We next determined whether FoxM1 is required for β-catenin–TCF-mediated transcription. As with FoxM1 overexpression, a constitutively stabilized mutant β-catenin (S33Y) activated TOP-Flash, which was inhibited by the FoxM1 siRNA in 293T cells (), suggesting that FoxM1 is required for β-catenin signaling. Conversely, dominant-negative TCF4 (DN-TCF4), which cannot bind to β-catenin, abolished the activation of TOP-Flash by FoxM1 (), suggesting that the effect of FoxM1 is mediated by binding of β-catenin to TCF4. Knocking down FoxM1 also suppressed the activation of the TOP-Flash reporter in MD11 and MD20s cells, likely as a result of endogenous β-catenin–TCF signaling ().
We further examined several endogenous and prototypic Wnt/TCF/β-catenin target genes. Expression levels of Axin2, LEF-1, c-Myc, and cyclin D1 were increased in MD20s cells that overexpressed FoxM1 (), and were decreased in MD11 and MD20s cells with knocking-down of FoxM1 () and in NSCs with genetic deletion of FoxM1 (). Furthermore, overexpression of the FoxM1 R286A/H287A mutant increased the expression of Axin2 in 293T cells (), indicating that the effect of FoxM1 on Wnt target gene expression depends on interaction with β-catenin.
Mutual Recruitment of FoxM1 and β-Catenin to Wnt Target-Gene Promoters
As FoxM1 is required for activation of Wnt target genes and can form a complex with nuclear β-catenin and TCF4, FoxM1 might be recruited to TBEs/WREs in chromatin. We first determined whether FoxM1 regulates the LEF-1 promoter, which contains three WREs (). Overexpression of FoxM1 in 293T cells increased the activity of the wild-type LEF-1 promoter but not the mutant LEF-1 promoter, which harbors three mutated WREs (), suggesting that FoxM1 activates the promoter via the WREs. Moreover, FoxM1, β-catenin, and TCF4 bound to the WRE region of LEF-1 promoter in MD11 cells (). Further, Wnt3a stimulation caused a dramatic increase in FoxM1 and β-catenin binding to the LEF-1 promoter, which was occupied by TCF4 constitutively in 293T cells ().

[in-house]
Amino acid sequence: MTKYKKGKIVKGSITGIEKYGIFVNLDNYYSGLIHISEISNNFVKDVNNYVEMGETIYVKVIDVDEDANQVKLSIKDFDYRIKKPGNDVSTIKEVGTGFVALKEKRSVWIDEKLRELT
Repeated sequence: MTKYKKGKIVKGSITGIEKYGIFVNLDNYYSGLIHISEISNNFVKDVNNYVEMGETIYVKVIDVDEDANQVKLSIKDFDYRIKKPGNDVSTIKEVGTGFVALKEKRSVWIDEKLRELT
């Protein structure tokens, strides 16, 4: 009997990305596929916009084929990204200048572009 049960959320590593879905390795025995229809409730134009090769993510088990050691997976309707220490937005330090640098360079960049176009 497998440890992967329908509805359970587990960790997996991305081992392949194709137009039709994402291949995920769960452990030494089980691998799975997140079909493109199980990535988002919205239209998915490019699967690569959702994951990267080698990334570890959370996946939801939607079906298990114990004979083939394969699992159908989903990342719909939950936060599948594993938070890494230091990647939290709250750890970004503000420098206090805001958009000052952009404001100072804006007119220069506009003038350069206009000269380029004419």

Mutual Recruitment of FoxM1 and β-Catenin to Wnt Target-Gene Promoters
are also well-known Wnt target genes (through characterized TBEs/WREs in their promoters) (Clevers, 2006
; Moon et al., 2004
). We found that in MD11 cells, FoxM1, β-catenin, and TCF4 were recruited to the endogenous Axin2